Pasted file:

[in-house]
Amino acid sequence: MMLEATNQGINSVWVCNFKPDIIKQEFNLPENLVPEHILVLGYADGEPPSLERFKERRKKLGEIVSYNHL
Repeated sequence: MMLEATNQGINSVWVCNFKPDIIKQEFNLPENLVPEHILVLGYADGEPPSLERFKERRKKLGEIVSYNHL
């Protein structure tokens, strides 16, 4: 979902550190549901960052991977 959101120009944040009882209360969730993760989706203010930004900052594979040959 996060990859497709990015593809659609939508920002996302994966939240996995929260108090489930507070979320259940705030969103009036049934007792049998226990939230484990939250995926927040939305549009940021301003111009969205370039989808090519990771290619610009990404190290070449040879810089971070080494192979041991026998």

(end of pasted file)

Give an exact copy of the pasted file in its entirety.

[in-house]
Amino acid sequence: MMLEATNQGINSVWVCNFKPDIIKQEFNLPENLVPEHILVLGYADGEPPSLERFKERRKKLGEIVSYNHL
Repeated sequence: MMLEATNQGINSVWVCNFKPDIIKQEFNLPENLVPEHILVLGYADGEPPSLERFKERRKKLGEIVSYNHL
């Protein structure tokens, strides 16, 4: 979902550190549901960052991977 959101120009944040009882209360969730993760989706203010930004900052594979040959 996060990859497709990015593809659609939508920002996302994966939240996995929260108090489930507070979320259940705030969103009036049934007792049998226990939230484990939250995926927040939305549009940021301003111009969205370039989808090519990771290619610009990404190290070449040879810089971070080494192979041991026998």